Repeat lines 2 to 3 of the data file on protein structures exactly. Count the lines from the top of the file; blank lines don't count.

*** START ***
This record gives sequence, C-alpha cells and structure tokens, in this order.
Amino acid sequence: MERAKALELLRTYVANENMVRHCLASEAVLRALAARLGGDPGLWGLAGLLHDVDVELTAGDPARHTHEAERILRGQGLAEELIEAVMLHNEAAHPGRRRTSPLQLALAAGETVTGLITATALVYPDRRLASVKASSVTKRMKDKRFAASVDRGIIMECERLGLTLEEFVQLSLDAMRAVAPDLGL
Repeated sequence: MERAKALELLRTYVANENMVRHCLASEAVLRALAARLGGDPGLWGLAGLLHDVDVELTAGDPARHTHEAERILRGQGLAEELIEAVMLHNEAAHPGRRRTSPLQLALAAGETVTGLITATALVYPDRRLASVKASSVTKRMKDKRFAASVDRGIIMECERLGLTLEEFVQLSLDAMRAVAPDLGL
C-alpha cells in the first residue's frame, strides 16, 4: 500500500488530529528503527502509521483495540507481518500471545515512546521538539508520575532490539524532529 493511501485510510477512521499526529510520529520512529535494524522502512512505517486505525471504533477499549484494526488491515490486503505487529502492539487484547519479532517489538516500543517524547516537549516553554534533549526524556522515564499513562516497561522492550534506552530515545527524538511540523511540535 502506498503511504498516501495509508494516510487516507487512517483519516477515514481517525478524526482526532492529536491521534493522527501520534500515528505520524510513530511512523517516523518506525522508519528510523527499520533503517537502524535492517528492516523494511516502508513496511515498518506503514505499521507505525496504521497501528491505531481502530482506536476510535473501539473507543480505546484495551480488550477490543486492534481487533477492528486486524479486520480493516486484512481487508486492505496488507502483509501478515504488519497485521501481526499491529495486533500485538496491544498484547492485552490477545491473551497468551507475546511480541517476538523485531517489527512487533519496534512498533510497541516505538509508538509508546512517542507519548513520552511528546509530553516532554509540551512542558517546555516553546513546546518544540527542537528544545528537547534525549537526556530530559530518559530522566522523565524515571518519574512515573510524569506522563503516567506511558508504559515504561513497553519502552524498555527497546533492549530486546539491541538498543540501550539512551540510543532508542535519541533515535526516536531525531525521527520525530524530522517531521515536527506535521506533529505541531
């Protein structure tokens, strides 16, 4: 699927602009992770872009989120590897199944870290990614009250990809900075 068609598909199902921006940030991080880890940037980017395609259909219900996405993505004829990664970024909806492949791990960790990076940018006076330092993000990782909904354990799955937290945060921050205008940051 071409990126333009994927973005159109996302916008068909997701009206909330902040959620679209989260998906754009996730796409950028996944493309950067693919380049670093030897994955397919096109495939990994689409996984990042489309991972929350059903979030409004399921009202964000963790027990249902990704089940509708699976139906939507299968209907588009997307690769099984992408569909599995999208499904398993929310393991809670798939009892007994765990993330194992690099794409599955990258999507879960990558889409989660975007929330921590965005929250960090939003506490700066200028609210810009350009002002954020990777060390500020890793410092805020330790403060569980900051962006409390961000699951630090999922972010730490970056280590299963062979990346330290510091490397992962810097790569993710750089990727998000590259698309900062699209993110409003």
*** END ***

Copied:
Amino acid sequence: MERAKALELLRTYVANENMVRHCLASEAVLRALAARLGGDPGLWGLAGLLHDVDVELTAGDPARHTHEAERILRGQGLAEELIEAVMLHNEAAHPGRRRTSPLQLALAAGETVTGLITATALVYPDRRLASVKASSVTKRMKDKRFAASVDRGIIMECERLGLTLEEFVQLSLDAMRAVAPDLGL
Repeated sequence: MERAKALELLRTYVANENMVRHCLASEAVLRALAARLGGDPGLWGLAGLLHDVDVELTAGDPARHTHEAERILRGQGLAEELIEAVMLHNEAAHPGRRRTSPLQLALAAGETVTGLITATALVYPDRRLASVKASSVTKRMKDKRFAASVDRGIIMECERLGLTLEEFVQLSLDAMRAVAPDLGL